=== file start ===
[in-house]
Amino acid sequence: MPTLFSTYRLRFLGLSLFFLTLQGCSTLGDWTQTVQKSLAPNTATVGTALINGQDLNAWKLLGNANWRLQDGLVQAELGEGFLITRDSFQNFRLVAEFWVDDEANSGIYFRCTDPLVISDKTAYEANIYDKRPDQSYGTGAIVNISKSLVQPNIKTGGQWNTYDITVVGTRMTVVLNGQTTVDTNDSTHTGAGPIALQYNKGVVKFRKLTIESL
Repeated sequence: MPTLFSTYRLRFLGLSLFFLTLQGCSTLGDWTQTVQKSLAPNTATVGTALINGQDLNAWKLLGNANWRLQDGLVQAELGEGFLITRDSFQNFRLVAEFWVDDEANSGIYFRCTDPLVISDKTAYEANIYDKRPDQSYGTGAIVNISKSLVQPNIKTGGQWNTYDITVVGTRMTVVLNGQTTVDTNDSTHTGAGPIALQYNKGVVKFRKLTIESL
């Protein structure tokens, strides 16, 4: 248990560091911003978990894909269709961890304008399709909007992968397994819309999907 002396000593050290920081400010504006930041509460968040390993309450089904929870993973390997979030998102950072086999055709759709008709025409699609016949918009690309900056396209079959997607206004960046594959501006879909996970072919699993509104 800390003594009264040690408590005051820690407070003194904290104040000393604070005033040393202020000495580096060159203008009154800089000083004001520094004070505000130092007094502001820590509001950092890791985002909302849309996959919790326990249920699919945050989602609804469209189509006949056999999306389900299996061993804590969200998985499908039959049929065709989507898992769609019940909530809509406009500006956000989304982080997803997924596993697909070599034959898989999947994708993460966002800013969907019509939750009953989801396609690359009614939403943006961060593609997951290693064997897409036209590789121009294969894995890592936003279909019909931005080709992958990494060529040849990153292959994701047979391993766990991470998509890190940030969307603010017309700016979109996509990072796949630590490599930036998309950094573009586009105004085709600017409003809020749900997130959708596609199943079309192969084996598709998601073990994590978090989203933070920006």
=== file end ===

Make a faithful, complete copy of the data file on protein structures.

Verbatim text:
[in-house]
Amino acid sequence: MPTLFSTYRLRFLGLSLFFLTLQGCSTLGDWTQTVQKSLAPNTATVGTALINGQDLNAWKLLGNANWRLQDGLVQAELGEGFLITRDSFQNFRLVAEFWVDDEANSGIYFRCTDPLVISDKTAYEANIYDKRPDQSYGTGAIVNISKSLVQPNIKTGGQWNTYDITVVGTRMTVVLNGQTTVDTNDSTHTGAGPIALQYNKGVVKFRKLTIESL
Repeated sequence: MPTLFSTYRLRFLGLSLFFLTLQGCSTLGDWTQTVQKSLAPNTATVGTALINGQDLNAWKLLGNANWRLQDGLVQAELGEGFLITRDSFQNFRLVAEFWVDDEANSGIYFRCTDPLVISDKTAYEANIYDKRPDQSYGTGAIVNISKSLVQPNIKTGGQWNTYDITVVGTRMTVVLNGQTTVDTNDSTHTGAGPIALQYNKGVVKFRKLTIESL
């Protein structure tokens, strides 16, 4: 248990560091911003978990894909269709961890304008399709909007992968397994819309999907 002396000593050290920081400010504006930041509460968040390993309450089904929870993973390997979030998102950072086999055709759709008709025409699609016949918009690309900056396209079959997607206004960046594959501006879909996970072919699993509104 800390003594009264040690408590005051820690407070003194904290104040000393604070005033040393202020000495580096060159203008009154800089000083004001520094004070505000130092007094502001820590509001950092890791985002909302849309996959919790326990249920699919945050989602609804469209189509006949056999999306389900299996061993804590969200998985499908039959049929065709989507898992769609019940909530809509406009500006956000989304982080997803997924596993697909070599034959898989999947994708993460966002800013969907019509939750009953989801396609690359009614939403943006961060593609997951290693064997897409036209590789121009294969894995890592936003279909019909931005080709992958990494060529040849990153292959994701047979391993766990991470998509890190940030969307603010017309700016979109996509990072796949630590490599930036998309950094573009586009105004085709600017409003809020749900997130959708596609199943079309192969084996598709998601073990994590978090989203933070920006």